Heuristic solution improvement using optimization
Robert Nauss
University of MissouriSt. Louis
Robert M. Nauss, Founder’s Professor of Management Science at the University of MissouriSt. Louis, received his Ph.D. in Operations Research from UCLA (1974). His research interests include algorithmic development for solution of largescale integer programs. Application areas include bus dispatching, sequencing tow/barges through river locks, municipal bond bidding, and structured design of bond issues for purchase of pools of government guaranteed mortgagebacked securities He has published articles in journals such as Management Science, INFORMS Journal on Computing, European Journal of Operations Research, Journal of the Operational Research Society, Decision Sciences, Interfaces, Computers and Operations Research, Transportation Research, Journal of Banking and Finance, and Financial Management.
Abstract
Heuristics continue to be an important tool for generating good feasible solutions for both integer programs and for problems that may be illstructured and/or nonlinear. Such illstructured problems may in fact not even be... [ view full abstract ]
Heuristics continue to be an important tool for generating good feasible solutions for both integer programs and for problems that may be illstructured and/or nonlinear. Such illstructured problems may in fact not even be able to be formulated as formal optimization problems. However, when some variables are fixed at particular values, a “reduced” problem may be solvable using standard approaches. For example, the original problem may be highly nonlinear, nonconvex, and/or of such a size that a formal solution algorithm may not exist or at best takes a large amount of CPU time and resources (and may not guarantee a global optimal solution).
In this paper, we restrict our inquiry to classes of hard integer linear programming problems. “Hard” is defined as a problem that cannot be solved to optimality in 1 hour of CPU time with the use of “off the shelf” optimization codes (GUROBI, CPLEX).
We consider the generalized assignment problem (GAP) initially. The GAP may be described as finding a minimumcost assignment of tasks (m) to agents(n) such that each task is assigned to exactly one agent and such that each agent’s resource capacity is not violated.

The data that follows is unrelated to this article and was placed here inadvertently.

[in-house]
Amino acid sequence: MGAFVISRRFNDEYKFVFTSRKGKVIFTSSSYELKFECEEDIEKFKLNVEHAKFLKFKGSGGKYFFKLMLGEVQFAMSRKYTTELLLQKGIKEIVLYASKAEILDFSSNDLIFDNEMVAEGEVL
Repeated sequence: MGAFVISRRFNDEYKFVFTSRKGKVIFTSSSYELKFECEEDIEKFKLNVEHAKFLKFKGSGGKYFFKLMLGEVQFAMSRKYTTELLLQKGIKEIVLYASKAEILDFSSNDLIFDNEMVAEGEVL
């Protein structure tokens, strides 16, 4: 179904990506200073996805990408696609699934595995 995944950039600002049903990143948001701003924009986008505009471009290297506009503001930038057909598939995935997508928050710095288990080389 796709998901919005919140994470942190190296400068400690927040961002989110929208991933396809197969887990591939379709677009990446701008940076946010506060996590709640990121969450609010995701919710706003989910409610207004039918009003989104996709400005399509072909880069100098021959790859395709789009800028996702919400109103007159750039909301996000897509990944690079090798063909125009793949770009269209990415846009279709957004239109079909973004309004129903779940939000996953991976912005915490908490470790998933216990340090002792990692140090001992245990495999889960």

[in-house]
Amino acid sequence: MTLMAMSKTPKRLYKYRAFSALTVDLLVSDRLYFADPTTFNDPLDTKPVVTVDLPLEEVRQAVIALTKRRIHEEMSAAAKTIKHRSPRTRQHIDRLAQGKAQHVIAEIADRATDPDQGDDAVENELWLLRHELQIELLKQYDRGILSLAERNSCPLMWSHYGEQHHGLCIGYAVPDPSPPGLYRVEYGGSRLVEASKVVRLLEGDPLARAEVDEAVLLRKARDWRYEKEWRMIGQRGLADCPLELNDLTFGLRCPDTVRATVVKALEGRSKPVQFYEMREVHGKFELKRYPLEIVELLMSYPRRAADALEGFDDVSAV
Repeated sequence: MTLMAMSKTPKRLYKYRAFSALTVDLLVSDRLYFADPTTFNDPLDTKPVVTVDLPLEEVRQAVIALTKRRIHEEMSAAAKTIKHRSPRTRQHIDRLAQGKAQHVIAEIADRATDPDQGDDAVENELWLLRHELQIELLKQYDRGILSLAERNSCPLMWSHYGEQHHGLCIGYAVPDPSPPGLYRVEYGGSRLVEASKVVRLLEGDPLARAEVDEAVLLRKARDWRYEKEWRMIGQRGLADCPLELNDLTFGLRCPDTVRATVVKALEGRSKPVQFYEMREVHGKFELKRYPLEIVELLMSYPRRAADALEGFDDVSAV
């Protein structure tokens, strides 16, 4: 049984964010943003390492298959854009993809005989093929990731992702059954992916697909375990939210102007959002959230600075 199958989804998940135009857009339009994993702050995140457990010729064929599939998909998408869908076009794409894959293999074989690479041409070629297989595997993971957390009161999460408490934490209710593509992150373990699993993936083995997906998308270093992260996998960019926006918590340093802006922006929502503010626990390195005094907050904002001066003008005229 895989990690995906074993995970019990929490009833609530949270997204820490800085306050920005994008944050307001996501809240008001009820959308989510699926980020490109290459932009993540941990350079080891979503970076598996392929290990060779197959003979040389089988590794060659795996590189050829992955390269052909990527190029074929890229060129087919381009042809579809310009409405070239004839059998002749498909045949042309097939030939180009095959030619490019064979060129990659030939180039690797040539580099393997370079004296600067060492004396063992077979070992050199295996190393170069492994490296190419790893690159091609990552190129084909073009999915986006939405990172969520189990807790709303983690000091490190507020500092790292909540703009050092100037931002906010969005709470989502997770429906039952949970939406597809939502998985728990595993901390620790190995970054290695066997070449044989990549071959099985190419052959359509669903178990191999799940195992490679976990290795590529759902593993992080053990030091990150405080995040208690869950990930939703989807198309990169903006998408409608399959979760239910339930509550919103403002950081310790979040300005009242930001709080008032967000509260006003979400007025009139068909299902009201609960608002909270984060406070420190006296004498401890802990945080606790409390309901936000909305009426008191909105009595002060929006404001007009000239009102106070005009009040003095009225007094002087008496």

Hard GAP problems often have the property that integer feasible solutions are relatively easy to generate with some ad hoc procedure and/or integer feasible solutions are generated as a byproduct in the branchandbound search. We capitalize on this property by collecting the feasible solutions generated and keep them in the order of descending objective value. Suppose we have a collection of feasible solutions and select a number (say 4) of those solutions with the smallest objective values. Identify those variables in common equal to 1 in each of the four solutions. Let L be the set containing these variables. If m  L is sufficiently small, we have a “reduced size” GAP, where L variables are locked at the value 1, that can probably be solved to optimality in a short amount of CPU time. The resulting solution may be an improvement on the best known feasible solution or it may not. If it is an improvement, we add this to the list of feasible integer solutions and continue the branchandbound procedure. In either case we may add a cut ∑(all xij in L) xij <= L1. If the “reduced size” GAP cannot be solved to optimality within say 5 minutes, the cut is not valid. However, if an improved feasible solution is found, it can be added to the ordered solution list. We then return to the branch and bound search over the original problem. Computational results are included.
Authors

Robert Nauss
(University of MissouriSt. Louis)

Jeremy North
(Murray State University)
Topic Area
Topics: Supply Chain Management, Logistics, POM, & TQM
Session
SC2 » Goal Programming/Heuristic Solution Improvement/Kernel Search Algorithm (15:00  Thursday, 23rd February, Ashley)
Paper
Heuristic_solution_improvement_using_optimization.pdf
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